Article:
Loose and sloppy, but useful nevertheless
Written: Oct 10, 2006 (Updated Oct 10, 2006)
a Very Helpful Review
by the Epinions community
Pros:Easy speed adjustment; quiet, powerful motor, great chuck
Cons:Sloppy table mechanism, sloppy quill, sloppy depth stop, irritating table
The Bottom Line: I'd recommend you shop carefully, and try to avoid this machine, though I'd still buy one at a deep discount
I find it interesting that an old review here speaks of getting a loose and sloppy press that the tech from Sears recommended replacing. I suppose I have low expectations of Craftsman tools, and of the competence of people at Sears too (whom I generally find to be imbeciles), so I didn't bother complaining or calling anyone about this machine's problems.
My drill press also has a very sloppy table mechanism, like that other reviewer's. Raising and lowering it is fine, but pivoting the table around the column counterclockwise always causes a bind and a scraping noise. No amount of adjustment has ever managed to address that, and the affected bits of metal are slowly eroding from scraping together. Pivoting it clockwise doesn't cause this problem, curiously enough.
The other issue is with slop in the quill. Moving it up and down without any load, there is no problem, but once the bit contacts a resistant surface, the whole shebang deflects a hair to the left. There are instructions in the manual for adjusting this slop out of the quill, and I was able to improve it considerably from where it was out of the box, but I have never been able to eliminate the problem completely. It feels gritty, and there were metal particles inside one of the bolt holes I fiddled with as part of the adjustment. I think something inside the guts of the thing was made poorly, and is disintegrating slowly.
I can cope with both of these flaws. With the quill problem, particularly, I've just learned to pre-load the quill before turning on the motor when I need the highest possible degree of precision boring a hole in something. Just hooking a pilot point in a dimple from an awl or a center punch is usually sufficient to steer things home with adequate, if not ideal control. The table pivot problem is a nuisance, but doesn't actually impact my use of the machine, and at this rate it will take several more years for the affected parts to wear away to a point where the machine ceases to be functional.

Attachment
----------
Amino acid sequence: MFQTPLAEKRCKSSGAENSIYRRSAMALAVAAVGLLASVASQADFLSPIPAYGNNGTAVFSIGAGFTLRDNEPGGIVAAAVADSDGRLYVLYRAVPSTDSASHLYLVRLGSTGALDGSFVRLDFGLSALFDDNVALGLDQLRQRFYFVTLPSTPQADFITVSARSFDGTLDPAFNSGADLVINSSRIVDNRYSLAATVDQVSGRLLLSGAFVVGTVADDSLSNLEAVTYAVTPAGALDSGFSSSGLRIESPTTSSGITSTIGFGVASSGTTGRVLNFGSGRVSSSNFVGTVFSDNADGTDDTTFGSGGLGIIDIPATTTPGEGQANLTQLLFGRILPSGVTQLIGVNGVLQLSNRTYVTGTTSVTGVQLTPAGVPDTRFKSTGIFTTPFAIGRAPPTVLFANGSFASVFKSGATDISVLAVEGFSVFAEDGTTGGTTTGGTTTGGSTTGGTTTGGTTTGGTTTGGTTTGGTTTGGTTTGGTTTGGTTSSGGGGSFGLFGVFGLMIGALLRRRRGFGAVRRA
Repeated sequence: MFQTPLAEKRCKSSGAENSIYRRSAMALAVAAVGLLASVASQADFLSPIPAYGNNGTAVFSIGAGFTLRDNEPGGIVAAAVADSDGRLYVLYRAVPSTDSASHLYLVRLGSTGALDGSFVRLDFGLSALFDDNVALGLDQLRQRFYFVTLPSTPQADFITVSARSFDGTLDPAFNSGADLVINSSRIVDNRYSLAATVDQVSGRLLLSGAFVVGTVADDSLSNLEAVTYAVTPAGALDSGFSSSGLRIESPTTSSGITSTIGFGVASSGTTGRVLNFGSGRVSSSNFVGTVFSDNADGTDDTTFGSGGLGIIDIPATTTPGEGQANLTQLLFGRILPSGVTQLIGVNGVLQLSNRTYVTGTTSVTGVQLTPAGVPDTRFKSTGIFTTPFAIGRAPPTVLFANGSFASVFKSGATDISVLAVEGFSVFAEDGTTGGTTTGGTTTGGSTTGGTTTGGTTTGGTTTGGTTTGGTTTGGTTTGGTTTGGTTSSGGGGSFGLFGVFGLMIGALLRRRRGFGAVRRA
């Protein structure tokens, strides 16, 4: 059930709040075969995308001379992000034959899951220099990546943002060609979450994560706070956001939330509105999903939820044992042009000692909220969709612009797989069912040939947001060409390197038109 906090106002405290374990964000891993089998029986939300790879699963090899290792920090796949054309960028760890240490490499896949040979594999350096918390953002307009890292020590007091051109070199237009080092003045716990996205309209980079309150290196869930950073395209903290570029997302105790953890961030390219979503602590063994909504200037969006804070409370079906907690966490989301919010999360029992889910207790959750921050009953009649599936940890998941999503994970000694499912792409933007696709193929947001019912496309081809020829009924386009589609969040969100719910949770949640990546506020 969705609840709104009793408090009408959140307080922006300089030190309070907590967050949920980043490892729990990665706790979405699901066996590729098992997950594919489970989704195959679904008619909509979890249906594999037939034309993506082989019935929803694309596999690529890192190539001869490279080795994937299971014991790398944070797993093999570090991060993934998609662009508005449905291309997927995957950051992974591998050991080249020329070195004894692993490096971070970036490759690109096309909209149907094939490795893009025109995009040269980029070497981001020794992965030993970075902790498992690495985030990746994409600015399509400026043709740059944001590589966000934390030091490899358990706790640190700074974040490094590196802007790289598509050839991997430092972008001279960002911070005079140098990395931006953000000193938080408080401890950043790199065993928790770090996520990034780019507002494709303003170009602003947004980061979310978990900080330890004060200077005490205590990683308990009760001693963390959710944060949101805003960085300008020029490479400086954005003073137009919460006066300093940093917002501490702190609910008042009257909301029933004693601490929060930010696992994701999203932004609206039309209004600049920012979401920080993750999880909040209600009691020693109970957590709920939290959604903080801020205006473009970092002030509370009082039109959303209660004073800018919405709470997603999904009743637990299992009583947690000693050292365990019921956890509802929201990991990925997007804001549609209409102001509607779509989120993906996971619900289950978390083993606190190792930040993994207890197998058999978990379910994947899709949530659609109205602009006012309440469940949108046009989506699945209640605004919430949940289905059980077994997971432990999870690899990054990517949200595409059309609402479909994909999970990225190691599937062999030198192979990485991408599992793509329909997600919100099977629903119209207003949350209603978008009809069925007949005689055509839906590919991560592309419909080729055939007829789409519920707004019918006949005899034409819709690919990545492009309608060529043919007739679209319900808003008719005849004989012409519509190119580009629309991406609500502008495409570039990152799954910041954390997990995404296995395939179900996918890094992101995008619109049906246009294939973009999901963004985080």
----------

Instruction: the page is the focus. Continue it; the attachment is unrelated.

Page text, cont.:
I like the belt tensioning mechansim, and the handy chart inside the lid showing how to put what where to get what speed, and recommending speeds for various bit diameters in a variety of materials. Speed changes are fast, easy, and precise. I like the solid, quiet motor, and the huge 5/8" chuck that can still grip bits down to 1/16". I have only had the chuck come off a couple of times in several years, under extreme duress, trying to do something too aggressive with a fly cutter, probably.
The depth stop mechanism is cheesy. It is difficult to feel when I've hit dead bottom, and if I keep pressing, I can deflect the whole stop block by up to 1/16" or so. I have tightened the living snot out of whatever screw or bolt (I think it's a #3 Phillips head screw, but I'm not entirely certain) holds this mechanism to the side of the drill press head, and this is as tight as it's humanly possible to get it. This isn't tight enough, so I have to control depth by looking at the stop, rather than feeling it.
I'm not especially fond of the table either. It has an X shaped T track, and securing vises and fences to it requires using the two supplied T nuts. In practice, the big plastic heads on the supplied matching bolts are always getting in the way, so I frequently have to substitute ordinary bolts, and tighten them with a wrench. The bottom of the casting has a narrow rim around it, which complicates using clamps to hold work. It is also next to impossible to use my cross-sliding X-Y vise on this table. Finally, probably the most annoying problem of all is that these T tracks are always getting packed with debris, and it's difficult to clean the impacted chips and shavings out when it's time to move one of the T nuts.
On balance, securing any fixtures to the table is enough of a pain in the patoot that I wind up hand holding the work 90% of the time, or using clamps that only have a tenuous grip on the narrow rim, which is dangerous, and inaccurate. This table looked like a better idea in the store than in practice on the shop floor, and I really wish it had a standard table like every other model of drill press I've looked at (either round or square, flat, with through holes.) I really should have fashioned a replacement for it, but I've been too lazy. I want to build projects, not replacement parts for badly designed parts of shop machinery.
All in all, this is a sloppy, awkward, Harbor Freight quality machine, and would not be my first choice for a new drill press. On the other hand, I've used it extensively, and my drill press is my second or third most-used machine in the shop. A full-sized floor model drill press is a wonderful thing to have, and this is an adequate, if not spectacular example of the breed.
Oh, and on the bright side, I received this thing as a gift, so its problems are offset by its low price of $0.00.
When I do wear it out, however, I won't be replacing it with a Craftsman.
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